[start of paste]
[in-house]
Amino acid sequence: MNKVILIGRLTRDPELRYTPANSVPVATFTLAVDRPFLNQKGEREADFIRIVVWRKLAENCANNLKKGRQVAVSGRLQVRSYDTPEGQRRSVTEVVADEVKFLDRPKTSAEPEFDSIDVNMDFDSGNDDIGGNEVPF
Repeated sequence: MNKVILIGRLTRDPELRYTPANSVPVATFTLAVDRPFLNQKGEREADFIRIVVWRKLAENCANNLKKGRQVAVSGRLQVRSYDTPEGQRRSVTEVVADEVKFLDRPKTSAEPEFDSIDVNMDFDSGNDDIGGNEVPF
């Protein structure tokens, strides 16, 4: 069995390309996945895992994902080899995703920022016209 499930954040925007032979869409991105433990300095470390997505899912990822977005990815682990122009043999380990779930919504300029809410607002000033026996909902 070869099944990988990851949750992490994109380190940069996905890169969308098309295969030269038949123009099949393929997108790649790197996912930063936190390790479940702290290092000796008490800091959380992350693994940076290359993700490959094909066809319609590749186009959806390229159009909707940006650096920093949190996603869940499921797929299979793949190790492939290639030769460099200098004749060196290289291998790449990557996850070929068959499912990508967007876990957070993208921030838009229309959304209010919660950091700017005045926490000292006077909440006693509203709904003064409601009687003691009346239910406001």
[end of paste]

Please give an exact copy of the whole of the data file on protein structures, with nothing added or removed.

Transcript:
[in-house]
Amino acid sequence: MNKVILIGRLTRDPELRYTPANSVPVATFTLAVDRPFLNQKGEREADFIRIVVWRKLAENCANNLKKGRQVAVSGRLQVRSYDTPEGQRRSVTEVVADEVKFLDRPKTSAEPEFDSIDVNMDFDSGNDDIGGNEVPF
Repeated sequence: MNKVILIGRLTRDPELRYTPANSVPVATFTLAVDRPFLNQKGEREADFIRIVVWRKLAENCANNLKKGRQVAVSGRLQVRSYDTPEGQRRSVTEVVADEVKFLDRPKTSAEPEFDSIDVNMDFDSGNDDIGGNEVPF
């Protein structure tokens, strides 16, 4: 069995390309996945895992994902080899995703920022016209 499930954040925007032979869409991105433990300095470390997505899912990822977005990815682990122009043999380990779930919504300029809410607002000033026996909902 070869099944990988990851949750992490994109380190940069996905890169969308098309295969030269038949123009099949393929997108790649790197996912930063936190390790479940702290290092000796008490800091959380992350693994940076290359993700490959094909066809319609590749186009959806390229159009909707940006650096920093949190996603869940499921797929299979793949190790492939290639030769460099200098004749060196290289291998790449990557996850070929068959499912990508967007876990957070993208921030838009229309959304209010919660950091700017005045926490000292006077909440006693509203709904003064409601009687003691009346239910406001």